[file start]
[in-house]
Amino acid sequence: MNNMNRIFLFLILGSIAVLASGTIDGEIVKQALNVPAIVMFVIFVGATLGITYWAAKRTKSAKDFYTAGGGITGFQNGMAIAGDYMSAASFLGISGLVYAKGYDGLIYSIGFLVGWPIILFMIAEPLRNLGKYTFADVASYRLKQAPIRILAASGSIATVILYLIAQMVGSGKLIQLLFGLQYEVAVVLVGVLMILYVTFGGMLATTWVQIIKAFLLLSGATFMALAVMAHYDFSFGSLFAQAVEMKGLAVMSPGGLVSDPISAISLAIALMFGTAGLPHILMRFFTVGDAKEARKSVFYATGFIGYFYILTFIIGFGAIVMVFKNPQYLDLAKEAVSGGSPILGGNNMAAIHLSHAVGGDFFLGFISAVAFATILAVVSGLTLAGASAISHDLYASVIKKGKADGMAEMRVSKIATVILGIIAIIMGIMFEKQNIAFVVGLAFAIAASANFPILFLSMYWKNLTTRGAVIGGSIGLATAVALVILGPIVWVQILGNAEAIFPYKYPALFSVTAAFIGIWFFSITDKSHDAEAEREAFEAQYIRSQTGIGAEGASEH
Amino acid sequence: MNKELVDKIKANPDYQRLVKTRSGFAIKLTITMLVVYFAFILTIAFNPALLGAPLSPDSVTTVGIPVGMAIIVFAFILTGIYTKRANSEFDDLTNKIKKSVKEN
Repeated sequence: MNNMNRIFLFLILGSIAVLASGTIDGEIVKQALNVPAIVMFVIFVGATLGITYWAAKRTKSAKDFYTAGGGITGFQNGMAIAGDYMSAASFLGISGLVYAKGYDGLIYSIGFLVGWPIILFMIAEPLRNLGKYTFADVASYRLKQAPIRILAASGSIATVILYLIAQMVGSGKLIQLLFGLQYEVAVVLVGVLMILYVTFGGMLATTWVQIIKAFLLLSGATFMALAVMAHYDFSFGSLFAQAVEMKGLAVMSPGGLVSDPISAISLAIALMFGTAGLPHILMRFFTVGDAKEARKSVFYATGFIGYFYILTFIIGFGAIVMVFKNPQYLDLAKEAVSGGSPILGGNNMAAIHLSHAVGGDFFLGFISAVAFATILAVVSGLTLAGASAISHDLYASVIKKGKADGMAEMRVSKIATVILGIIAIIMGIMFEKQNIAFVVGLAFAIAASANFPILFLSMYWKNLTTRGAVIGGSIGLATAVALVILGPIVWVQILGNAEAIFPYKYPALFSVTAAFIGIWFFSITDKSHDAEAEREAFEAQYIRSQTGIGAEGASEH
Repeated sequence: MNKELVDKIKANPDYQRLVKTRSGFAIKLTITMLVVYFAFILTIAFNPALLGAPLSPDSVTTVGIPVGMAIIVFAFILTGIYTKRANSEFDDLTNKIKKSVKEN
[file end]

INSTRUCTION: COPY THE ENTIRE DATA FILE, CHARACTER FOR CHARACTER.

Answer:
[in-house]
Amino acid sequence: MNNMNRIFLFLILGSIAVLASGTIDGEIVKQALNVPAIVMFVIFVGATLGITYWAAKRTKSAKDFYTAGGGITGFQNGMAIAGDYMSAASFLGISGLVYAKGYDGLIYSIGFLVGWPIILFMIAEPLRNLGKYTFADVASYRLKQAPIRILAASGSIATVILYLIAQMVGSGKLIQLLFGLQYEVAVVLVGVLMILYVTFGGMLATTWVQIIKAFLLLSGATFMALAVMAHYDFSFGSLFAQAVEMKGLAVMSPGGLVSDPISAISLAIALMFGTAGLPHILMRFFTVGDAKEARKSVFYATGFIGYFYILTFIIGFGAIVMVFKNPQYLDLAKEAVSGGSPILGGNNMAAIHLSHAVGGDFFLGFISAVAFATILAVVSGLTLAGASAISHDLYASVIKKGKADGMAEMRVSKIATVILGIIAIIMGIMFEKQNIAFVVGLAFAIAASANFPILFLSMYWKNLTTRGAVIGGSIGLATAVALVILGPIVWVQILGNAEAIFPYKYPALFSVTAAFIGIWFFSITDKSHDAEAEREAFEAQYIRSQTGIGAEGASEH
Amino acid sequence: MNKELVDKIKANPDYQRLVKTRSGFAIKLTITMLVVYFAFILTIAFNPALLGAPLSPDSVTTVGIPVGMAIIVFAFILTGIYTKRANSEFDDLTNKIKKSVKEN
Repeated sequence: MNNMNRIFLFLILGSIAVLASGTIDGEIVKQALNVPAIVMFVIFVGATLGITYWAAKRTKSAKDFYTAGGGITGFQNGMAIAGDYMSAASFLGISGLVYAKGYDGLIYSIGFLVGWPIILFMIAEPLRNLGKYTFADVASYRLKQAPIRILAASGSIATVILYLIAQMVGSGKLIQLLFGLQYEVAVVLVGVLMILYVTFGGMLATTWVQIIKAFLLLSGATFMALAVMAHYDFSFGSLFAQAVEMKGLAVMSPGGLVSDPISAISLAIALMFGTAGLPHILMRFFTVGDAKEARKSVFYATGFIGYFYILTFIIGFGAIVMVFKNPQYLDLAKEAVSGGSPILGGNNMAAIHLSHAVGGDFFLGFISAVAFATILAVVSGLTLAGASAISHDLYASVIKKGKADGMAEMRVSKIATVILGIIAIIMGIMFEKQNIAFVVGLAFAIAASANFPILFLSMYWKNLTTRGAVIGGSIGLATAVALVILGPIVWVQILGNAEAIFPYKYPALFSVTAAFIGIWFFSITDKSHDAEAEREAFEAQYIRSQTGIGAEGASEH
Repeated sequence: MNKELVDKIKANPDYQRLVKTRSGFAIKLTITMLVVYFAFILTIAFNPALLGAPLSPDSVTTVGIPVGMAIIVFAFILTGIYTKRANSEFDDLTNKIKKSVKEN